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In a Nutshell... Thoughts from Rev. Zack
This week we are focusing on the Bible. It reveals to us the story of God and God's people throughout the ages. It helps us to see God at work in each of our stories still today. We had a rich discussion on Sunday about what the Bible is, where it came from, and what it means for us today. I have provided some notes and slides from our discussion below. Please feel free to reach out with any questions. - Zack
The Bible is not a singular book; it is a collection of 66 diverse books, written over the course of about 1,100 years between 1,000 B.C.E. and 100 C.E.
The Old Testament (Hebrew Bible) is the account of the Jewish People, the Israelites, and their journey with God. The common thread lies in a key verse, which Judaism refers to as the Shema, Deuteronomy 6:4, "Hear, O Israel: The Lord our God, the Lord is one." This statement proves to be significant, as Judaism uniquely became the largest and most prominent monotheistic religion in the world. Their scriptures revolve around what it means to know and follow this one God above all others.
The New Testament gives witness to the life, ministry, death, resurrection, and ascension of Jesus Christ, along with letters written to the early church.
The Bible contains many genres of literature, including:
Law (commandments and rules, such as the Ten Commandments, which shape the People of God)
Fiction or Myth (whimsical and mystical stories, such as Jonah in the belly of the whale)
Poetry and Song (such as the Psalms, the original hymnal of the Judeo-Christian tradition)
Parables (Short teachings using everyday symbols and metaphors, such as the story of the Good Samaritan or the Prodigal Son)
History (Such as Kings, Judges, or the Acts of the Apostle)
Prophecy (Books of the Prophets, such as Isaiah, Jeremiah, Micah, and Amos)
The Bible is like the manger; it contains the Christ Child, but also a lot of straw. This is a paraphrase of Martin Luther. Not all scripture is created equal. Faithful and mature Christians should be discerning when assessing which biblical texts are essential and meant to be take as literal or authoritative.
As Christians, we believe the Bible is inspired by a perfect God, AND written by imperfect humans. The Bible taken as a whole is inspired by the Holy Spirit and tells a wonderful love story of God and God's people. However, it is not without the influence of flawed humans. This should always be taken into consideration, especially when reading passages which may seem to support violence, the degradation of women, or the promotion of slavery.
The Bible is not and was never intended to be a science textbook! This is clear from the beginning. Genesis 1 and 2 contain two very different creation accounts.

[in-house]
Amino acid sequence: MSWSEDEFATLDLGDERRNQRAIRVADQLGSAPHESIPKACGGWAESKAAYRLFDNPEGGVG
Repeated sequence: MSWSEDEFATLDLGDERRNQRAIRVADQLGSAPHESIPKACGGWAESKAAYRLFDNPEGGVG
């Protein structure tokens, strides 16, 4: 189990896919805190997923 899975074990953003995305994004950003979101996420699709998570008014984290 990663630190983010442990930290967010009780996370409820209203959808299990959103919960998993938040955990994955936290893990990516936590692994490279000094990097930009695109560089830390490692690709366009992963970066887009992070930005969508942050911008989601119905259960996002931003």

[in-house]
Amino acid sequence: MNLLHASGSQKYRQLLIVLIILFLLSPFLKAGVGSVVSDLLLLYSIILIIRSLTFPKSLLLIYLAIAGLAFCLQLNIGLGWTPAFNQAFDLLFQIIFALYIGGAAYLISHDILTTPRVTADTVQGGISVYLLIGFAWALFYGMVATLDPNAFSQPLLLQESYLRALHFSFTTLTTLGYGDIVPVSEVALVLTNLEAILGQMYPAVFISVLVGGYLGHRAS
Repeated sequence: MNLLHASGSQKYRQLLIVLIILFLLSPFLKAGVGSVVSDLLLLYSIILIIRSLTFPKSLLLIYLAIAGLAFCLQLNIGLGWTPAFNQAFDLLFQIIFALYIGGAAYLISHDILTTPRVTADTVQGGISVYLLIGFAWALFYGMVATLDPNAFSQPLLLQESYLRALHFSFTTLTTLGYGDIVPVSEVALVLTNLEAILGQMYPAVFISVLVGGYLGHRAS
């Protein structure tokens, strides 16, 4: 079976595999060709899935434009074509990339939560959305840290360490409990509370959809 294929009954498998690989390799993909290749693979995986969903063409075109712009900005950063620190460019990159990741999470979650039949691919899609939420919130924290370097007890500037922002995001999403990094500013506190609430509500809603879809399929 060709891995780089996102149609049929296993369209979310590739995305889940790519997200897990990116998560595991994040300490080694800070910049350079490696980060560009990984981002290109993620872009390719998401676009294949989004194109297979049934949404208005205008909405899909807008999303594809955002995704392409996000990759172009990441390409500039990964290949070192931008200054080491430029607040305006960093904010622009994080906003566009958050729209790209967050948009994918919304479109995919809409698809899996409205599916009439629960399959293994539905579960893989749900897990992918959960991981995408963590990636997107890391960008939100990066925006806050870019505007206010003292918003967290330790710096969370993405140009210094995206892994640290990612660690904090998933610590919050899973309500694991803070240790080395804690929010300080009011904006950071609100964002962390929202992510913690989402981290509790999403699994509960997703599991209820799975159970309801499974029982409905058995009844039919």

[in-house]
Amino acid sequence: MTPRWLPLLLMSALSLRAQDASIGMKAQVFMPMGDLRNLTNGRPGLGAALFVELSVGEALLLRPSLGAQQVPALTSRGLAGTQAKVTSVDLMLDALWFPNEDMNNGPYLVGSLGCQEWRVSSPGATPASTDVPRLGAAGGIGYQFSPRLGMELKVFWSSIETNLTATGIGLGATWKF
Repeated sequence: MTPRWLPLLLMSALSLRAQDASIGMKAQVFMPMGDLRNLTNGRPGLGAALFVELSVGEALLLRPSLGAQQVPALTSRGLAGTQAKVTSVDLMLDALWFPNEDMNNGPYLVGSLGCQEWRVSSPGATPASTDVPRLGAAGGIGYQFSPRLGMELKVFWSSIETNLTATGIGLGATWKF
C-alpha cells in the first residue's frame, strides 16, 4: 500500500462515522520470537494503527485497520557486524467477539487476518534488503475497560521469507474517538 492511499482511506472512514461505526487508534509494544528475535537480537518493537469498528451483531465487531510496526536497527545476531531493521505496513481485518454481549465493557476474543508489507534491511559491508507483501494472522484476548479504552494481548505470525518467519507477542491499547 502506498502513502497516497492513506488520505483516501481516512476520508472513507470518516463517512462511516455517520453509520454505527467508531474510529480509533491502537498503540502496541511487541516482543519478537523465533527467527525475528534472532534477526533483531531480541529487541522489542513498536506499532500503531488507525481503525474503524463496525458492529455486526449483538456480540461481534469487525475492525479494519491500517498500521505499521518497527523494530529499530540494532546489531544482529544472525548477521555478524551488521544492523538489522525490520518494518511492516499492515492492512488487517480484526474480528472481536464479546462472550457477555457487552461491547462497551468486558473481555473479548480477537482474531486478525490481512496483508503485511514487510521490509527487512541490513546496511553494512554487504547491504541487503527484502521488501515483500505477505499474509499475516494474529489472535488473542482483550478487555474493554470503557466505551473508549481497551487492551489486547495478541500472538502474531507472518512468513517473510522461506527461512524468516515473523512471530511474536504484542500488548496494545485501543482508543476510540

The Bible contains the written Word of God; Jesus Christ himself is the Living Word of God. The fulness of God's word cannot be experienced or encountered through the Bible alone, but through the opening of our hearts to the presence of Christ the Living Word, who is active and present within ourselves, within our neighbors, and in the world through the power of the Holy Spirit.
There are many versions. I recommend:
the New Revised Standard Version for serious study,
The New International Version or Common English Bible for casual reading, and
The Message paraphrase for a fresh take.
Each of these translations are available at www.biblegateway.com
Why Read the Bible?
Reminds us of our common family story
Reminds us our identity as beloved children of the Living God
Offers wisdom and guidance for holy living and comfort in times of need
Challenges us and the world to a better way (think MLK Jr.)
Ultimately, because God speaks to us in scripture and is present through the power of the Holy Spirit
Some Tips for How to Read the Bible
In Community - The Bible is meant to form us in community. By reading it together with our siblings in faith, we are able to discern how God is at work in the bigger picture of our lives together. We can also receive guidance and correction when our personal interpretations may be off base.
In Context - Recognizing the setting in which it was written, and where it is positioned within the whole of the Bible
With Curiosity - Jesus asked more questions than he gave answers. We should ask questions. Lots of questions. What genre is this passage? Who wrote it? When? What did it mean to the original hearers? What are the main themes? Etc...
With a Plan - Don't open up to a random page and put your finger on the first verse you find. Instead, have a plan that will help you to read the scriptures with purpose and devotion. I recommend the Our Bible App. It offers a full Bible in multiple versions, along with devotions, prayers, and reading plans from a highly diverse range of contributors and perspectives.
With Prayer - God is still speaking! Ask the Holy Spirit to speak to you and open your heart and mind to God's Word before and after reading the Bible. Pray the words, "Here I am, Lord, send me," and ask God to reveal to you people and places in which you are called to share love and peace in the world. We don't read the Bible just for self-help. It should direct our hands and feet into loving action with and toward our neighbors.
https://biblegateway.com - Many Bible versions to read